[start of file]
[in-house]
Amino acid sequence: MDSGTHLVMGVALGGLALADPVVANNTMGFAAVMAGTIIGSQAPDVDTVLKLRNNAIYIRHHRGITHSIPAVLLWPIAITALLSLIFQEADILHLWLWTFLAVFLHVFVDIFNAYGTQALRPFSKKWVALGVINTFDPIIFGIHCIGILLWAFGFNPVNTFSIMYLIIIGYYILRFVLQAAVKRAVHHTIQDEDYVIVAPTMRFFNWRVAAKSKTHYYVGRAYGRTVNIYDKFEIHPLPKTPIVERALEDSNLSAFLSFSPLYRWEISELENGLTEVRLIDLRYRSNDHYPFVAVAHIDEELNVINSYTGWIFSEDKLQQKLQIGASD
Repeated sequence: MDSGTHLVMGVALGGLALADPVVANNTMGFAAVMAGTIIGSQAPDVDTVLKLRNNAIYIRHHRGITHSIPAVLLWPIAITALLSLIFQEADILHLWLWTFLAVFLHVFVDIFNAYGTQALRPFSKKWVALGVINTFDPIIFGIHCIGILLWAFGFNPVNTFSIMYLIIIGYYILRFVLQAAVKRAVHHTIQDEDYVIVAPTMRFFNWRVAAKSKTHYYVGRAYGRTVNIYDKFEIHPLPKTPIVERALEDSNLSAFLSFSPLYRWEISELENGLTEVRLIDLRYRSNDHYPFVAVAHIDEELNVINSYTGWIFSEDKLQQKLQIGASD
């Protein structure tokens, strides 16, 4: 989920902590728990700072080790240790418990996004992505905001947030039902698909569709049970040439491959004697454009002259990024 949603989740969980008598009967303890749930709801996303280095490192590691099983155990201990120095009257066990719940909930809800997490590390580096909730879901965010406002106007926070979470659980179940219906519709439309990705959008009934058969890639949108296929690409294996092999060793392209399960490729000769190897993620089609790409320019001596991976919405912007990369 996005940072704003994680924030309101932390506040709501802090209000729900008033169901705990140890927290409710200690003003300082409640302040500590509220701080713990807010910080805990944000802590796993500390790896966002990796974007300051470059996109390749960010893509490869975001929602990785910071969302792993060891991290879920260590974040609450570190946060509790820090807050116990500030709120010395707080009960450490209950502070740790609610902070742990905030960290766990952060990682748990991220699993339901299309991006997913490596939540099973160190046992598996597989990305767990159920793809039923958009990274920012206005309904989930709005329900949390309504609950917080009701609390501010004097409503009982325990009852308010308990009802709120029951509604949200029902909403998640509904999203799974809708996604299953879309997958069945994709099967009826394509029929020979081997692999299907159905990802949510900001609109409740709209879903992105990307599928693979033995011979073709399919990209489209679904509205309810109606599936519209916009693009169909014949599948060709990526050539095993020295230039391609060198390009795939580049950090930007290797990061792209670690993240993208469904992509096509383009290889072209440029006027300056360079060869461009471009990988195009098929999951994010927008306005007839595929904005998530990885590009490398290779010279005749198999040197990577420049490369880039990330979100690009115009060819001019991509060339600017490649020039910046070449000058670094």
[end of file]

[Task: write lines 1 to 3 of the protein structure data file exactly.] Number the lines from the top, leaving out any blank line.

[in-house]
Amino acid sequence: MDSGTHLVMGVALGGLALADPVVANNTMGFAAVMAGTIIGSQAPDVDTVLKLRNNAIYIRHHRGITHSIPAVLLWPIAITALLSLIFQEADILHLWLWTFLAVFLHVFVDIFNAYGTQALRPFSKKWVALGVINTFDPIIFGIHCIGILLWAFGFNPVNTFSIMYLIIIGYYILRFVLQAAVKRAVHHTIQDEDYVIVAPTMRFFNWRVAAKSKTHYYVGRAYGRTVNIYDKFEIHPLPKTPIVERALEDSNLSAFLSFSPLYRWEISELENGLTEVRLIDLRYRSNDHYPFVAVAHIDEELNVINSYTGWIFSEDKLQQKLQIGASD
Repeated sequence: MDSGTHLVMGVALGGLALADPVVANNTMGFAAVMAGTIIGSQAPDVDTVLKLRNNAIYIRHHRGITHSIPAVLLWPIAITALLSLIFQEADILHLWLWTFLAVFLHVFVDIFNAYGTQALRPFSKKWVALGVINTFDPIIFGIHCIGILLWAFGFNPVNTFSIMYLIIIGYYILRFVLQAAVKRAVHHTIQDEDYVIVAPTMRFFNWRVAAKSKTHYYVGRAYGRTVNIYDKFEIHPLPKTPIVERALEDSNLSAFLSFSPLYRWEISELENGLTEVRLIDLRYRSNDHYPFVAVAHIDEELNVINSYTGWIFSEDKLQQKLQIGASD